Tuesday, October 26, 2004

The Three Faces of Web Services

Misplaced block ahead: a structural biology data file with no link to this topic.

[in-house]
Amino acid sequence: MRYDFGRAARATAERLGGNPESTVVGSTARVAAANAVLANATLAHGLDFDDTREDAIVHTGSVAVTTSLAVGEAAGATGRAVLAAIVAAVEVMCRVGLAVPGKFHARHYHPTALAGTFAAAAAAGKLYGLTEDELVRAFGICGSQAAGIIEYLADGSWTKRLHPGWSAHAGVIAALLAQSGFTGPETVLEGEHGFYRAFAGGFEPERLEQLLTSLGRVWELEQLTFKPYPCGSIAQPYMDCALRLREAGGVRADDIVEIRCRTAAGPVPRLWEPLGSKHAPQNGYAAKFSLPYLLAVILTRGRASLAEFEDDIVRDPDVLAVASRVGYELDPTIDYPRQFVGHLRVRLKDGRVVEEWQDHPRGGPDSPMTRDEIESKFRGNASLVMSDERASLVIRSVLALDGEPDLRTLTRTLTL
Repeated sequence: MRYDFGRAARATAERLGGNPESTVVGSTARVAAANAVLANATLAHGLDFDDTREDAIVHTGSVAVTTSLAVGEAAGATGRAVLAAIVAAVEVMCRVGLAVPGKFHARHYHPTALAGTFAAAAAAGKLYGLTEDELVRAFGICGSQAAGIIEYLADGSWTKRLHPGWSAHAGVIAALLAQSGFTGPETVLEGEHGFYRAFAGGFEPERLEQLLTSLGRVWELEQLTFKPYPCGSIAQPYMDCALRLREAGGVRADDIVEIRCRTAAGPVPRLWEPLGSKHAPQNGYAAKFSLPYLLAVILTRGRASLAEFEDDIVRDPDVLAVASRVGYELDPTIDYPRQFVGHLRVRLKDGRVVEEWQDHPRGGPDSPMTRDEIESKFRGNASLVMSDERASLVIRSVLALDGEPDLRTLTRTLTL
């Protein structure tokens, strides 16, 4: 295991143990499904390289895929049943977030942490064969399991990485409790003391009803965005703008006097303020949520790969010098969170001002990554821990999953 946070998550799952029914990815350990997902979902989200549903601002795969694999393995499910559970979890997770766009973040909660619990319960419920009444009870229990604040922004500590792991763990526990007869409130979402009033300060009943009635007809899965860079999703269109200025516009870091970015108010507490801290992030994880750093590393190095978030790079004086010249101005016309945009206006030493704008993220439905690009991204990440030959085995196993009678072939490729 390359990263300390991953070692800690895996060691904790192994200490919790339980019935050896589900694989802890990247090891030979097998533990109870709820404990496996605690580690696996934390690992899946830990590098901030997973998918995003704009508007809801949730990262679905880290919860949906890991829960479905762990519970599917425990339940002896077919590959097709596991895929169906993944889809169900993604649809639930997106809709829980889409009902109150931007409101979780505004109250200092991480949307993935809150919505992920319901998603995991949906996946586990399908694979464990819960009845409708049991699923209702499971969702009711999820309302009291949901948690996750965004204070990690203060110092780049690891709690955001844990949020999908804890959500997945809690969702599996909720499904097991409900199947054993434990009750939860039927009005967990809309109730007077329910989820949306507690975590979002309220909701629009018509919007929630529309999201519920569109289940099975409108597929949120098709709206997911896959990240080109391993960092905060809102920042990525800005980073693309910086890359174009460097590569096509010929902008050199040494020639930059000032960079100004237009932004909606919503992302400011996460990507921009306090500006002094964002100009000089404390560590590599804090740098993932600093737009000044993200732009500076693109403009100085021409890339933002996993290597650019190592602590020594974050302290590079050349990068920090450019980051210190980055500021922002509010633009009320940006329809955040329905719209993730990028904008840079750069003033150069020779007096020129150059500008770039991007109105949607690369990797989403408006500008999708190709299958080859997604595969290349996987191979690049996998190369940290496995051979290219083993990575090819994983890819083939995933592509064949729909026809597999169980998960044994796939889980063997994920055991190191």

I love Tim Ewal’s piece on “3 faces of Web services”. In the company I work for, most people would consider XML over HTTP not to be a web service because of the two missing elements “Envelope” and “Body”. This is unfortunate, but understandable. Most vendors have the same self-interest that we all have… looking out for number one (and in some case, the stock holders :-)). As such, most vendors will push the idea that if you are not using their toolkit (SOAP, SO< etc.), then you are not using web services. But, as other have pointed out (Tim Ewal and Sam Ruby), this is not the case in the real world. In the real world developers have done what they needed to do to get the product out. If you are big enough (read eBay) you can get away with a lot if the benefits of your service are worth the cost of getting in. But what about the internal corporate developer who have to integrate with more than one internal system to get her job done? For such a person, the eBay model usually works in the beginning, but once you begin to grow and would like the benefits of say Single Secure Sign-On, standards and conformance become very important. Tim Ewal said the overlap between SOAP and “XML over HTTP” is about 98%. Put another way, the differences between SOAP and “XML over HTTP” is 2% (read Envelope and Body element). Why not just put your XML in a SOAP envelope? Think of the great benefits you can gain down the road with WS-* (the ones you care about that is). For this reason, and knowing what we know today) I think XML over HTTP is just wrong… “Give SOAP a Chance”. Some might say that adding something to the XML (i.e., Envelope and Body elements) goes against principles such as TDD, but I would say that applies to code not data.


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